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Cameradar – An RTSP Surveillance Camera Access Multitool

Cameradar hacks its way into RTSP CCTV cameras

Cameradar allows you to:

  • Detect open RTSP hosts on any accessible target
  • Get their public info (hostname, port, camera model, etc.)
  • Launch automated dictionary attacks to get their stream route (for example /live.sdp)
  • Launch automated dictionary attacks to get the username and password of the cameras
  • Generate thumbnails from them to check if the streams are valid and to have a quick preview of their content
  • Try to create a Gstreamer pipeline to check if they are properly encoded
  • Print a summary of all the informations Cameradar could get

And all of this in a single command-line.
Of course, you can also call for individual tasks if you plug in a Database to Cameradar using the MySQL cache manager for example. You can create your own cache manager by following the simple example of the dumb cache manager.

Quick install
The quick install uses docker to build Cameradar without polluting your machine with dependencies and makes it easy to deploy Cameradar in a few commands. However, it may require networking knowledge, as your docker containers will need access to the cameras subnetwork.

Dependencies
The only dependencies are docker, docker-tools, git and make.

Five steps guide

  1. git clone https://github.com/EtixLabs/cameradar.git
  2. cd cameradar/deployment
  3. Tweak the conf/cameradar.conf.json as you need (see the configuration guide here for more information)
  4. docker-compose build ; docker-compose up

By default, the version of the package in the deployment should be the last stable release.
If you want to scan a different target or different ports, change the values CAMERAS_TARGET and CAMERAS_PORTS in the docker-compose.yml file.
The generated thumbnails will be in the cameradar_thumbnails folder after Cameradar has finished executing.
If you want to deploy your custom version of Cameradar using the same method, you should check the advanced docker deployment tutorial here.

Manual installation
The manual installation is recommended if you want to tweak Cameradar and quickly test them using CMake and running Cameradar in command-line. If you just want to use Cameradar, it is recommended to use the quick install instead.

Dependencies
To install Cameradar you will need these packages

  • cmake (cmake)
  • git (git)
  • gstreamer1.x (libgstreamer1.0-dev)
  • ffmpeg (ffmpeg)
  • boost (libboost-all-dev)
  • libcurl (libcurl4-openssl-dev)

Steps
The simplest way would be to follow these steps :

  1. git clone https://github.com/EtixLabs/cameradar.git
  2. cd cameradar
  3. mkdir build
  4. cd build
  5. cmake ..
  6. make
  7. cd cameradar_standalone
  8. ./cameradar -s the_target_you_want_to_scan

Output
For each camera, Cameradar will output these JSON objects :

{
   "address" : "173.16.100.45",
   "ids_found" : true,
   "password" : "123456",
   "path_found" : true,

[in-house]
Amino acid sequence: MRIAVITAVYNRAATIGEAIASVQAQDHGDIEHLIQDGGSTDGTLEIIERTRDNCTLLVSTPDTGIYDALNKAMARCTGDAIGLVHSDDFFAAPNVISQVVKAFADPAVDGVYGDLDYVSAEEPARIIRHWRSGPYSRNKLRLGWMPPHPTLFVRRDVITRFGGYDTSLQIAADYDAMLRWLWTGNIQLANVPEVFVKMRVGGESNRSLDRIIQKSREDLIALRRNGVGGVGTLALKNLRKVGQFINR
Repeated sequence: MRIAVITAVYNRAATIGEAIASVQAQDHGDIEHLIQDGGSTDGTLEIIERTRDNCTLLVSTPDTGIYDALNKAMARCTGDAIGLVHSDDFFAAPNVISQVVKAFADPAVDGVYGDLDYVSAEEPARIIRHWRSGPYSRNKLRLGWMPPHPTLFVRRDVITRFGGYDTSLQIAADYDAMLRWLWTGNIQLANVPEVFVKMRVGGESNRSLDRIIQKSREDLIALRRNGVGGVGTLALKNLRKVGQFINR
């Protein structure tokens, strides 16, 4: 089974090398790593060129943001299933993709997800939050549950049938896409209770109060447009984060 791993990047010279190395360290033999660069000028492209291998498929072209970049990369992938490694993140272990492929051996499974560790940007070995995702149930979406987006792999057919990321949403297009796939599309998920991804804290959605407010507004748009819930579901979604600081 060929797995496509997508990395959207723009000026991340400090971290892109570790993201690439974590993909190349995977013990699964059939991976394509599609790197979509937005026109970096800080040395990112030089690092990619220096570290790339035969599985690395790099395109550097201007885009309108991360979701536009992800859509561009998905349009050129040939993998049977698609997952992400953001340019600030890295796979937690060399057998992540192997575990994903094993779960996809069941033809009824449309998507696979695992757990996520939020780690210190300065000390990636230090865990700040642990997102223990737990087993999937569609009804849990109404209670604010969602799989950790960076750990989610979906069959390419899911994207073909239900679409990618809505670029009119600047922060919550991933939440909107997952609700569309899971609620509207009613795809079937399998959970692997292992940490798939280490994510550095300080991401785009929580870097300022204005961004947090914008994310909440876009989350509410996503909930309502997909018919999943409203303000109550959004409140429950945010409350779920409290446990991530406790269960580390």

"port" : 554,
   "product" : "Vivotek FD9381-HTV",
   "protocol" : "tcp",
   "route" : "/live.sdp",
   "service_name" : "rtsp",
   "state" : "open",
   "thumbnail_path" : "/tmp/127.0.0.1/1463735257.jpg",
   "username" : "admin"
}

Check camera access
If you have VLC Media Player, you should be able to use the GUI to connect to the RTSP stream using this format : rtsp://username:password@address:port/route
With the above result, the RTSP URL would be rtsp://admin:123456@173.16.100.45:554/live.sdp
If you’re still in your console however, you can go even faster by using vlc in commmand-line and just run vlc rtsp://username:password@address:port/route with the camera’s info instead of the placeholders.

Command line options

  • “-c” : Set a custom path to the configuration file (-c /path/to/conf) <<<<<<< HEAD
  • “-s” : Set custom subnets (overrides configuration) : You can use this argument in many ways, using a subnet (e.g.: 172.16.100.0/24) or even an IP (e.g.: 172.16.100.10), a range of IPs (e.g.: 172.16.100.10-172.16.100.20) or a mix of all those (e.g.: 172.17.100.0/24,172.16.100.10-172.16.100.20,0.0.0.0). =======
  • “-s” : Set custom target (overrides configuration)
  • “-p” : Set custom ports (overrides configuration)
  • “-m” : Set number of threads (Default value : 1)
  • “-l” : Set log level
    • “-l 1” : Log level DEBUG
      • Will print everything including debugging logs
    • “-l 2” : Log level INFO
      • Prints every normal information
    • “-l 4” : Log level WARNING
      • Only prints warning and errors
    • “-l 5” : Log level ERROR
      • Only prints errors
    • “-l 6” : Log level CRITICAL
      • Doesn’t print anything since Cameradar can’t have critical failures right now, however you can use this level to debug your own code easily or if you add new critical layers
  • “-d” : Launch the discovery tool
  • “-b” : Launch the dictionary attack tool on all discovered devices
    • Needs either to be launched with the -d option or to use an advanced cache manager (DB, file, …) with data already present
  • “-t” : Generate thumbnails from detected cameras
    • Needs either to be launched with the -d option or to use an advanced cache manager (DB, file, …) with data already present
  • “-g” : Check if the stream can be opened with GStreamer
    • Needs either to be launched with the -d option or to use an advanced cache manager (DB, file, …) with data already present
  • “-v” : Display Cameradar’s version
  • “-h” : Display this help
  • “–gst-rtsp-server” : Use this option if the attack does not seem to work (only detects the username but not the path, or the opposite). This option will switch the order of the attacks to prioritize path over credentials, which is the way priority is handled for cameras that use GStreamer’s RTSP server.

 

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